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    Baby Acne Treatment: Are There Options for My Baby?

    Acne: The bane of every teen’s existence. The mere presence of the word may bring back memories of your middle and high school years. 

    As a new parent, acne probably won’t be on your mind for a while, but did you know infants can struggle with acne? The prospect of your little one having this skin condition could be worrying and leave you with questions about a baby acne treatment. 

    In this article, we’ll give you the rundown on baby acne and explain baby acne treatment options. 

    What Causes Baby Acne?

    The acne that impacts your child in the early stages of their life differs depending on their age. Newborns experience neonatal acne, while infantile acne could affect your child as they grow a little older.

    Neonatal Acne

    If you see acne show up during the first few weeks of your child’s life, don’t worry. Many babies experience neonatal acne, and it is completely normal.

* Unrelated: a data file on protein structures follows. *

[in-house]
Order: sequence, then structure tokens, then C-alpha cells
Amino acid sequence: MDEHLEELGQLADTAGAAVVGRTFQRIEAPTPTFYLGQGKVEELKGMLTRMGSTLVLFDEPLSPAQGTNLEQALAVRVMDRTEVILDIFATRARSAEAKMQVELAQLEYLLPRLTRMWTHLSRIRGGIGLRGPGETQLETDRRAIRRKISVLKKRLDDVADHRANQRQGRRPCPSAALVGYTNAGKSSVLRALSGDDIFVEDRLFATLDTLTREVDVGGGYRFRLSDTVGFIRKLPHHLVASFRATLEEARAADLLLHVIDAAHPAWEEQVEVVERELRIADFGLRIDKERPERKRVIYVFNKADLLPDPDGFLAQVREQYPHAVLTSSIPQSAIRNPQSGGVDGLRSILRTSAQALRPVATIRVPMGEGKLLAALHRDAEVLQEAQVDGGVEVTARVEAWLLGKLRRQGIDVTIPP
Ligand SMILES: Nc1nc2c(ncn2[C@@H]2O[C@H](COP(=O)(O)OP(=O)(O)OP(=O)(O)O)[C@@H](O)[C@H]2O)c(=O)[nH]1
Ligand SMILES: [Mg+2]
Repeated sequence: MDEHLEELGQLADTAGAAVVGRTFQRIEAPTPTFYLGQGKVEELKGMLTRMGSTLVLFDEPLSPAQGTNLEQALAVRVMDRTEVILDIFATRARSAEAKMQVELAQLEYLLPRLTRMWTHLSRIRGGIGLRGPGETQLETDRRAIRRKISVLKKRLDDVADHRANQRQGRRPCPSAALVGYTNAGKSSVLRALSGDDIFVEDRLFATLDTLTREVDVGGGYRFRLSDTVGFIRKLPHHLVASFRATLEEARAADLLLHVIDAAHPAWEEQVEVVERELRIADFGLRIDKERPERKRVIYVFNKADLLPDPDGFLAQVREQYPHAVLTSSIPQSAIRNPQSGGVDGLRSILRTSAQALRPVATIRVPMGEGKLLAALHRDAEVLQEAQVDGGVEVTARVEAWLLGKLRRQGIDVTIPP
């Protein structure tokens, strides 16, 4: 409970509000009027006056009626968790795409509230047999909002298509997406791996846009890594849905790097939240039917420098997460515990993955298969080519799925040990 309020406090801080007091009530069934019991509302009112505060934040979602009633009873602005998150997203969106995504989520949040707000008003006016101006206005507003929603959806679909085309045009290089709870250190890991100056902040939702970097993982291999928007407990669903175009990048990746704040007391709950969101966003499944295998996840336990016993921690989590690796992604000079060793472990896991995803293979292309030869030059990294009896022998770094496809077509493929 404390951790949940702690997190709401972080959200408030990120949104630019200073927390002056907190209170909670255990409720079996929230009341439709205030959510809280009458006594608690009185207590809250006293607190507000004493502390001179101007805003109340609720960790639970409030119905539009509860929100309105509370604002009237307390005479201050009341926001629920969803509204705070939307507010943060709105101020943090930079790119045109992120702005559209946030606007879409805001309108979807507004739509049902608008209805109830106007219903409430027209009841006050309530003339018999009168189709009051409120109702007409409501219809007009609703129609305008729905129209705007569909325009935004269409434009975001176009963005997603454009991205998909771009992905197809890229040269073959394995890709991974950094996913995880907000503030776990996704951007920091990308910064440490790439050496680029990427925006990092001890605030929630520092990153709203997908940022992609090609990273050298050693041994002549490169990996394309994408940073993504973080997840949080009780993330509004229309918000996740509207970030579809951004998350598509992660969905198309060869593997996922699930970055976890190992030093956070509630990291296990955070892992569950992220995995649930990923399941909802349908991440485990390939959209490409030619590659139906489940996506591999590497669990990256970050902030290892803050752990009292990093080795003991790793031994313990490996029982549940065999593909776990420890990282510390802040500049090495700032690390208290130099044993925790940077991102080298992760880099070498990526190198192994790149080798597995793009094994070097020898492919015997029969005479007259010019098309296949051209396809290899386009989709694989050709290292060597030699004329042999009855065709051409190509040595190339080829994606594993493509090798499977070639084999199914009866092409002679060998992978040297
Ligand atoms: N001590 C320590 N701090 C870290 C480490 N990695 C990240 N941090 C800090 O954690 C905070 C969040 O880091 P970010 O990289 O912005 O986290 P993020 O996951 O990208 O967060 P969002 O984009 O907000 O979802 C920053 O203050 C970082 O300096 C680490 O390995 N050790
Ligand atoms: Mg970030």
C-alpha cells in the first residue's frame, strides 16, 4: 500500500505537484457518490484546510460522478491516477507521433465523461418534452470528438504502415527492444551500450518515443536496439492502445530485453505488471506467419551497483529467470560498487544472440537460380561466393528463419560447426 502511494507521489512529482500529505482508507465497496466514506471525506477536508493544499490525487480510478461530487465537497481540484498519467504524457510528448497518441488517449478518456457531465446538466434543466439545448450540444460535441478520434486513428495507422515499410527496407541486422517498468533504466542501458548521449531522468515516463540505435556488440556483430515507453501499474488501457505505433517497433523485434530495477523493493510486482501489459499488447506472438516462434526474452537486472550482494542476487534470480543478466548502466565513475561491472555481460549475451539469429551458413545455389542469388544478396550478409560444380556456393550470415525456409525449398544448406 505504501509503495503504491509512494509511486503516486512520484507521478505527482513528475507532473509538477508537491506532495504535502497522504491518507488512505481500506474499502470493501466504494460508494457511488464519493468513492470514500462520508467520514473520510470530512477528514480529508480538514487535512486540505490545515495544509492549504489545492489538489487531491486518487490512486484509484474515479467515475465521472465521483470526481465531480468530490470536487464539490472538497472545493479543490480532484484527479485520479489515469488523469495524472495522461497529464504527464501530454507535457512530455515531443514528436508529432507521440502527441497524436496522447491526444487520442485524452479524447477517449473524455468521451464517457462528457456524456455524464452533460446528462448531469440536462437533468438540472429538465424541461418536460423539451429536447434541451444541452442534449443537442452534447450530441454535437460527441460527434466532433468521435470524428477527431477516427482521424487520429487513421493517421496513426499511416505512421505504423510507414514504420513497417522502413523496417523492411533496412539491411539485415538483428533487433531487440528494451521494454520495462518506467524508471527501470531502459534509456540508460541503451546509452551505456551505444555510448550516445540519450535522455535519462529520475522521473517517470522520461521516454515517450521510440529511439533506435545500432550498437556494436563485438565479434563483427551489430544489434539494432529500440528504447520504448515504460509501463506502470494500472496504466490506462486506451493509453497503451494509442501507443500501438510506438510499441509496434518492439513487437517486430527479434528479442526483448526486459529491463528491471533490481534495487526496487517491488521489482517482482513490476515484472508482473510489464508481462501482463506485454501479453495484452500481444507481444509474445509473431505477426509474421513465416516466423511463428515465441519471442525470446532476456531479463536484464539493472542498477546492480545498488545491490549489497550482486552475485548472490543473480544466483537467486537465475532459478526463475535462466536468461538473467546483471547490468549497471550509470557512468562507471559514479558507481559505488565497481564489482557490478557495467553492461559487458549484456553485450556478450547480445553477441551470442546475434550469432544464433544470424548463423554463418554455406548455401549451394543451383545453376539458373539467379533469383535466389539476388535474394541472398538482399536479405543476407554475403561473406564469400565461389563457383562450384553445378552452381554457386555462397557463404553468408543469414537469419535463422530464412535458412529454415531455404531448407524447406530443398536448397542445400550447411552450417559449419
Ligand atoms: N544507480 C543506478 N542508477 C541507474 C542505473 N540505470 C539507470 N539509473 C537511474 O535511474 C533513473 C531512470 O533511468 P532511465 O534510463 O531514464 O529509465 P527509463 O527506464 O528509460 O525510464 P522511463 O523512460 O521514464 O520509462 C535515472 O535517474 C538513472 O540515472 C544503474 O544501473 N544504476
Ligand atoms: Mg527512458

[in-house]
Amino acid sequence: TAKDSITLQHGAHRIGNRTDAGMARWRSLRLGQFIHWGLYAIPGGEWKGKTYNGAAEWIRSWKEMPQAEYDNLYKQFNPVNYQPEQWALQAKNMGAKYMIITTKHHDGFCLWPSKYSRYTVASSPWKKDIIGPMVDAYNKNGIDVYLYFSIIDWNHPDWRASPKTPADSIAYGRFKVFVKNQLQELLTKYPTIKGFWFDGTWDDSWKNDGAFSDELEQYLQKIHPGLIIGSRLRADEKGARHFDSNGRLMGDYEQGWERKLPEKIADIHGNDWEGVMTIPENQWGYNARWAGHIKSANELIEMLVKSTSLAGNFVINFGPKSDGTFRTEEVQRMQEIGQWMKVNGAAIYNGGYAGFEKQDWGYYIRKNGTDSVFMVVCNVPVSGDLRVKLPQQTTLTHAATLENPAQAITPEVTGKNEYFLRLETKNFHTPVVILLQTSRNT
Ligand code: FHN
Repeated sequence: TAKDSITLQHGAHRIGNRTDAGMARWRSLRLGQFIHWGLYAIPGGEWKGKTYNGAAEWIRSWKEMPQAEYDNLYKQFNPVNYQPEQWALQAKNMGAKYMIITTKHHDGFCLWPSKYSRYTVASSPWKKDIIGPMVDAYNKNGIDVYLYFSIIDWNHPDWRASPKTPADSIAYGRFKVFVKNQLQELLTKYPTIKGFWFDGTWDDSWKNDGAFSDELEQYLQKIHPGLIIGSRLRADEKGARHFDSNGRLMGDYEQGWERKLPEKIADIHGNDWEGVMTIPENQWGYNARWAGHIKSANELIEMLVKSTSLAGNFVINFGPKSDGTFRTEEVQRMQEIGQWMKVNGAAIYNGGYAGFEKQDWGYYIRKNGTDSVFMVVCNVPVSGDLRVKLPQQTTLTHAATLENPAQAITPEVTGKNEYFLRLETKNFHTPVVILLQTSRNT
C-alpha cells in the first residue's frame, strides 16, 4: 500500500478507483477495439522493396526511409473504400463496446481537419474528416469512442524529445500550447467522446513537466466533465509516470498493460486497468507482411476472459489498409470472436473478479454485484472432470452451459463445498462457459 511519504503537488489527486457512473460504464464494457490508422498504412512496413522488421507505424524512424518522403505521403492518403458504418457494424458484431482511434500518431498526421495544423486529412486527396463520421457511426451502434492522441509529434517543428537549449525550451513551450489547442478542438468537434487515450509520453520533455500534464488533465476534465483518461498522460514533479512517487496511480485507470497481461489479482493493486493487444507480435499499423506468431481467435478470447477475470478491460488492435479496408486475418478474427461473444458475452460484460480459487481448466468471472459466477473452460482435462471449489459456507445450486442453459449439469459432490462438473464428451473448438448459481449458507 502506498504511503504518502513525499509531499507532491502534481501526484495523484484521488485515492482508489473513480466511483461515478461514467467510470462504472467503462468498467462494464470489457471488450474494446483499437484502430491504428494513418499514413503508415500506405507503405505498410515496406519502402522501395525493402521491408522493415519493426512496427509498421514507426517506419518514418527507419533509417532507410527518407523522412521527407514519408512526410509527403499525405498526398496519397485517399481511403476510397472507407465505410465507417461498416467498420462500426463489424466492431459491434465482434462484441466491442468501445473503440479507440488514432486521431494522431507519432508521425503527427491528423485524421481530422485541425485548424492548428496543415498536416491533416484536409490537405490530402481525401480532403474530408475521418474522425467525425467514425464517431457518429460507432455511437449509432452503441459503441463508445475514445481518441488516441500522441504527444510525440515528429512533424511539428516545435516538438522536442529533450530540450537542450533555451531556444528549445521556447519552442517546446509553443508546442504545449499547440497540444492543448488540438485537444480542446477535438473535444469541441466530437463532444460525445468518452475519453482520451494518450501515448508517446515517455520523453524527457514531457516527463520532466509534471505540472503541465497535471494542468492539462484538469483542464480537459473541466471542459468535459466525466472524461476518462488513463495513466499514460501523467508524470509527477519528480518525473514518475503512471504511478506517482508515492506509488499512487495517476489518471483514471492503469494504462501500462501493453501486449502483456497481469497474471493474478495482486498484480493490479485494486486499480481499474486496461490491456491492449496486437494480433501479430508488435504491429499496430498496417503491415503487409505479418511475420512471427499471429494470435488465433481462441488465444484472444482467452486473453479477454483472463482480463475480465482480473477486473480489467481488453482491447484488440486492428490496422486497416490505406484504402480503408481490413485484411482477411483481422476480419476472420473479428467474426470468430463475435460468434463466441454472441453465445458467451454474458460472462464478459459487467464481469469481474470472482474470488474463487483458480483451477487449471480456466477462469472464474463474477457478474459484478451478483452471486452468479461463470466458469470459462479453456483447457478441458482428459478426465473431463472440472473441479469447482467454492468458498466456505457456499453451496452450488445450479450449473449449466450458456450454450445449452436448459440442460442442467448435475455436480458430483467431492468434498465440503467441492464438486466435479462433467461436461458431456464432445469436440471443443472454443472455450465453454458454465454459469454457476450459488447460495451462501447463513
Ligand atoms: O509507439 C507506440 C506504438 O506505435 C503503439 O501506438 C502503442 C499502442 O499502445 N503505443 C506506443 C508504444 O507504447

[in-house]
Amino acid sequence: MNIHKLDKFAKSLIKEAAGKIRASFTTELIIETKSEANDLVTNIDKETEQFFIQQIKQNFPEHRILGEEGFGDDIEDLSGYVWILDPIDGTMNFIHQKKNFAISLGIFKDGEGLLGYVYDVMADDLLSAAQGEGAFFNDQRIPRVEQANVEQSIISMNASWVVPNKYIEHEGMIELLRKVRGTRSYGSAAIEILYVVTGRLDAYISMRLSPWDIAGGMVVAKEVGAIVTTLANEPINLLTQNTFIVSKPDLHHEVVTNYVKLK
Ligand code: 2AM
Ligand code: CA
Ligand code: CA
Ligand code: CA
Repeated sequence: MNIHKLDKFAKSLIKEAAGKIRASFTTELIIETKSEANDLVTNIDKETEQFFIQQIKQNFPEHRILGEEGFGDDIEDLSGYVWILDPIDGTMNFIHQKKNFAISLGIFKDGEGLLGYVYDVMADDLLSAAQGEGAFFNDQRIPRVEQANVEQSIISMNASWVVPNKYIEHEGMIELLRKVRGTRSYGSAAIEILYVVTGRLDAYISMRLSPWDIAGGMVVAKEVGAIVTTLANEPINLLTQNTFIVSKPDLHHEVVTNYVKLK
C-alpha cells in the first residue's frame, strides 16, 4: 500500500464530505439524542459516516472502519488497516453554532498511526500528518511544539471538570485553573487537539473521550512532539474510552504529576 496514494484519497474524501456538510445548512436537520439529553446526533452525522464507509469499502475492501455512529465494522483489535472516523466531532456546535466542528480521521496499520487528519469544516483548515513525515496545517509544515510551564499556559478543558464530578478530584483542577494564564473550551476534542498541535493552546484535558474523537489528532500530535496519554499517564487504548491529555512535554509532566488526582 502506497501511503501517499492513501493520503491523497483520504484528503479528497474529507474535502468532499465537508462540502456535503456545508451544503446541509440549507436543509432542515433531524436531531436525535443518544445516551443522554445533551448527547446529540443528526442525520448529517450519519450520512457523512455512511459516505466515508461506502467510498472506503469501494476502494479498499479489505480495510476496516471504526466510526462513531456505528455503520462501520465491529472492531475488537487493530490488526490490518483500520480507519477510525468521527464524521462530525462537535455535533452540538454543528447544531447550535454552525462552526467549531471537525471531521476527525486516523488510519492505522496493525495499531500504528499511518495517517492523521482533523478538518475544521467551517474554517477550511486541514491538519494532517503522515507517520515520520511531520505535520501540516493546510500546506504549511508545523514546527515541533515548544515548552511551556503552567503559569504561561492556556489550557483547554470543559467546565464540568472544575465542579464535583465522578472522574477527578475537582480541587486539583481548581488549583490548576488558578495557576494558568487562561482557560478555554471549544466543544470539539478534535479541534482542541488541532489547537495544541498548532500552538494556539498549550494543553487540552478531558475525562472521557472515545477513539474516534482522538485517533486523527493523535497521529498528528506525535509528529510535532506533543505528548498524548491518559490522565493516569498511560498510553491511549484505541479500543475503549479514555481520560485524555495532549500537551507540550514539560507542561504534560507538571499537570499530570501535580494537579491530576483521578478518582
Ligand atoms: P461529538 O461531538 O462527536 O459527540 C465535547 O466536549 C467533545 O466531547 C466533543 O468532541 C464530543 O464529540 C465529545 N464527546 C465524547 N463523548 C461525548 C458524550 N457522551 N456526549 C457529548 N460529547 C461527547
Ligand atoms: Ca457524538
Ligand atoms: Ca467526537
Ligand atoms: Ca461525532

Neonatal acne may resemble the appearance of typical acne, but it will not cause your baby any pain or discomfort. These red blemishes will appear as concentrated bumps across your baby’s skin or individual spots. 

    It’s more common to see acne on your child’s face, but it can appear on their chest, abdomen, arms, and legs. While its similar appearance may have you searching for a baby acne treatment, baby acne isn’t what you experience in your youth. 

    Typical acne breakouts stem from clogged pores on your face, and hormones released during puberty can exacerbate this. However, baby acne does not have a concrete cause and may develop from residual hormones following birth. 

    Infantile Acne

    If your child develops acne past the newborn stage, they have infantile acne. While it shouldn’t be a cause for concern, reach out to your pediatrician if you begin to notice acne after they’re six weeks old. 

    Infantile acne typically isn’t painful, but severe cases can cause minor scarring. A doctor will help you determine if your child struggles with acne and offer a baby acne treatment.